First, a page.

C3a is released (which acts as anaphylaxis protein and a chemotactic
factor). The resulting C4bC2aC3b is a C5 convertase. The generation
of C5 convertase is the end of the classical pathway. Many products of
the classical pathway have biological activities that support the host
defenses as in the table (1).

B. Lectin Pathway

The lectin pathway is very similar to the classical pathway. It starts with the
binding of mannose -binding lec tin (MBL) to bacterial surfaces. Many serial
events happens resulting C4bC2aC3b formation, which is the C5
convertase . The generation of C5 convertase is the end of the lectin
pathway.

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Table (1) Biological Activity of classical pathway products

Component Biological Activity
C2b Prokinin ; have role in kinin system, causes edema
C3a
Anaphylotoxin ; can activate basophils and mast cells to
degranulate resulting in increased vascular permeability and
contraction of smooth muscle cells, which may lead to
anaphylaxis
C3b Opsonin ; induces phagocytosis by binding to complement
receptors. Activation of phagocytic cells
C4a Anaphylotoxin (weaker than C3a)
C4b Opsonin ; induces phagocytosis by binding to complement
receptors

C.Alternative Pathway

Activation of this pathway starts spontaneously and C3 will be cleaved
by the help of Factor B, Factor D, properdin and Mg +2 ions. Cleavage of
C3will release C3a (which acts as anaphylaxis protein) and C3b. when C3b
is formed, Factor B will bind to it and will be cleaved by Factor D. The
resulting C3bBb complex is a C5 convertase and this is the end of the
alternative pathway. Generation of C3b is essential for the activation of the
alternative pathway.
The component C3b can be formed due to :
a. During normal C3 turnover in blood
b. In the prese nce of bacterial proteases
c. During classical pathway activation (for this reason activation of the
classical pathway is always associated with activation of the
alternative pathway which generating more activated C3).

The alternative pathway of complement activation is important

especially during the early phase of an infection, when the concentrations of

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specific antibody are very low and classical pathw ay activation is limited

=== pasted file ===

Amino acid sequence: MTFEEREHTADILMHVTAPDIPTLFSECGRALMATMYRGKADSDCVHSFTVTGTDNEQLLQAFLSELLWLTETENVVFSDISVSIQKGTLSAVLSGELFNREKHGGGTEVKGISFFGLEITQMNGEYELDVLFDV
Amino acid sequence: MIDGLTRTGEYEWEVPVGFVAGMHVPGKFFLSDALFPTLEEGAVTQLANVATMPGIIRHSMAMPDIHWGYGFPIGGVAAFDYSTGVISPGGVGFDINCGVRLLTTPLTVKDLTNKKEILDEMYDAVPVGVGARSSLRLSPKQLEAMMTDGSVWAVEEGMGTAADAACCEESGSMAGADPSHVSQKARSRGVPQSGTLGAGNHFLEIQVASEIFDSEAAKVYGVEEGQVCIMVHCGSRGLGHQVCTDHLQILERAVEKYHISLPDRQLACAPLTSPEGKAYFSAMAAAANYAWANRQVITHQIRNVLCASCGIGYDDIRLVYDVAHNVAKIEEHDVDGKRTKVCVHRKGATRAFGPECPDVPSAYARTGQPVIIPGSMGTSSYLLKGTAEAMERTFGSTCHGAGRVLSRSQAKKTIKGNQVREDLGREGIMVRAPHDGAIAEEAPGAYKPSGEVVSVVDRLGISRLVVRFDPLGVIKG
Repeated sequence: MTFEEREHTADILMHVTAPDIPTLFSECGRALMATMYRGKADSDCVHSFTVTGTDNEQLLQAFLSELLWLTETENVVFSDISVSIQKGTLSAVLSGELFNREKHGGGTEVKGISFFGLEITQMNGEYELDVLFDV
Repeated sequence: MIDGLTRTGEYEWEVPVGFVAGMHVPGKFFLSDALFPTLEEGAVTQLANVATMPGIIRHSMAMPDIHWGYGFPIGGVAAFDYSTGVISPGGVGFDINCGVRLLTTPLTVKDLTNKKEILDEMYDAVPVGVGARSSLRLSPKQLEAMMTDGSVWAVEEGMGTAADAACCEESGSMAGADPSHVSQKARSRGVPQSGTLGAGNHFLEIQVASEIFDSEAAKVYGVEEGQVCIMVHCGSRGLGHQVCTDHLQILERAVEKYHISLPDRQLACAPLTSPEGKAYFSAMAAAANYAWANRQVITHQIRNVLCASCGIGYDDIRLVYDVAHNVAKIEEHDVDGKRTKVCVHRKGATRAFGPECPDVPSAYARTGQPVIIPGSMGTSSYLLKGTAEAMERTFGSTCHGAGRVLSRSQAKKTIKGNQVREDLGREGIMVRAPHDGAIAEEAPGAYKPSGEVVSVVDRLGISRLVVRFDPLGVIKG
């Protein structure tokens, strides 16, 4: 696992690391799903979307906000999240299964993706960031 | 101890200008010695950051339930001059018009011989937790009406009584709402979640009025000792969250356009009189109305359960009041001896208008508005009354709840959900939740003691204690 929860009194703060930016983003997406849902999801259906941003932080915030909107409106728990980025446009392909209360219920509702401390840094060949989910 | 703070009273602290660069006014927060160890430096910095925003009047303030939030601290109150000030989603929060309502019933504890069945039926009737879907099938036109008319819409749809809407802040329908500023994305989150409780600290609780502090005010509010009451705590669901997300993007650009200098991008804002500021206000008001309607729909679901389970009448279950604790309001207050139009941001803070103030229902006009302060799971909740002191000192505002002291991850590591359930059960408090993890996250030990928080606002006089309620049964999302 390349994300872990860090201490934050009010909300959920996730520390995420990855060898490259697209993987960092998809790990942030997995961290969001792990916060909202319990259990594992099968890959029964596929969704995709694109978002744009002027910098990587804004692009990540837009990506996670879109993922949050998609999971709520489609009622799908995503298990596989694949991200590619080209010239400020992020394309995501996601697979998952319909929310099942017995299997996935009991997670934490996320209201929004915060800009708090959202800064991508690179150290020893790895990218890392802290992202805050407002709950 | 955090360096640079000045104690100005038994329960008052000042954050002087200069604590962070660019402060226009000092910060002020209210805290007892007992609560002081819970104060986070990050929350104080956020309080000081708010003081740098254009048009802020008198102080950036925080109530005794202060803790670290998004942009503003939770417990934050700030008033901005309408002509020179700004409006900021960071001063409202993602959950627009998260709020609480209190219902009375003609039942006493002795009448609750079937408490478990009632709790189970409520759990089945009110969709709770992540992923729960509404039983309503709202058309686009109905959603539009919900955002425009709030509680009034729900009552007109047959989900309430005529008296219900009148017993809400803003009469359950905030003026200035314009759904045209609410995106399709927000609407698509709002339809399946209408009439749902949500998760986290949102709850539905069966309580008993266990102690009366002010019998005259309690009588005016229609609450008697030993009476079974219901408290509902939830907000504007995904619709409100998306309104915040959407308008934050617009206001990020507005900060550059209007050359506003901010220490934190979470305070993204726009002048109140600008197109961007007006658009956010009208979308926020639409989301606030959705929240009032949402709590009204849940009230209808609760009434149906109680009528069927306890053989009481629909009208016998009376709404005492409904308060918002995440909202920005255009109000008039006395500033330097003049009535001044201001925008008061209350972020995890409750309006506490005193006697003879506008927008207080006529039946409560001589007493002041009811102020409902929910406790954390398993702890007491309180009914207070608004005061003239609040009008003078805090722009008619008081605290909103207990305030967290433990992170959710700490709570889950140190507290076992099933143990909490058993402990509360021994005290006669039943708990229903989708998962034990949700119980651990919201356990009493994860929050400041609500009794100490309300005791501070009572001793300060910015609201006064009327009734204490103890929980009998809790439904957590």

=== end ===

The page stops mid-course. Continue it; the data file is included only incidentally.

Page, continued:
and in the presence of large numbers of b acteria. The alternative pathway
provides the non -specific resistance against infection without the need to
antibodies and hence provides a first line of defense against a number of
infectious agents.

D. Membrane attack complex Formation :

Lytic pathw ay is the end of all the complement system pathways, C5
convertase from all pathways (classical, lectin or alternative) cleaves C5
into C5a and C5b. Then C5b rapidly binds with C6, C7, C8 and C9
molecules . Pore s will be formed in the membrane and lysis occurs due to
physical damage to the membrane. The complex of C5bC6C7C8C9 is
called the membrane attack complex (MAC).
C5a formed in the lytic pathway is the most active anaphylotoxin . It is a
chemotactic factor for neutrophils and stimulates the respiratory burst in
them and it stimulates inflammatory cytokine production by macrophages.

Complement deficiencies and diseases

Component Disease Mechanis m
C1, C2, C4 SLE
Opsonization of immune complexes help keep
them soluble, deficiency results in increased
precipitation in tissues and inflammation
Factors B or D
Susceptibility to
pyogenic (pus -
forming) bacterial
infections
Not enough opsonization of bacteria
C3 Susceptibility to
bacterial infections
Lack of opsonization and inability to utilize
the membrane attack pathway
C5, C6, C7 C8,
and C9
Susceptibility to
Gram -negative
infections
Inability to attack the outer membrane of
Gram -negative bacteria


رفعت المحاضرة من قبل: Dr Weam Al-Hmadany
المشاهدات: لقد قام عضوان و 55 زائراً بقراءة هذه المحاضرة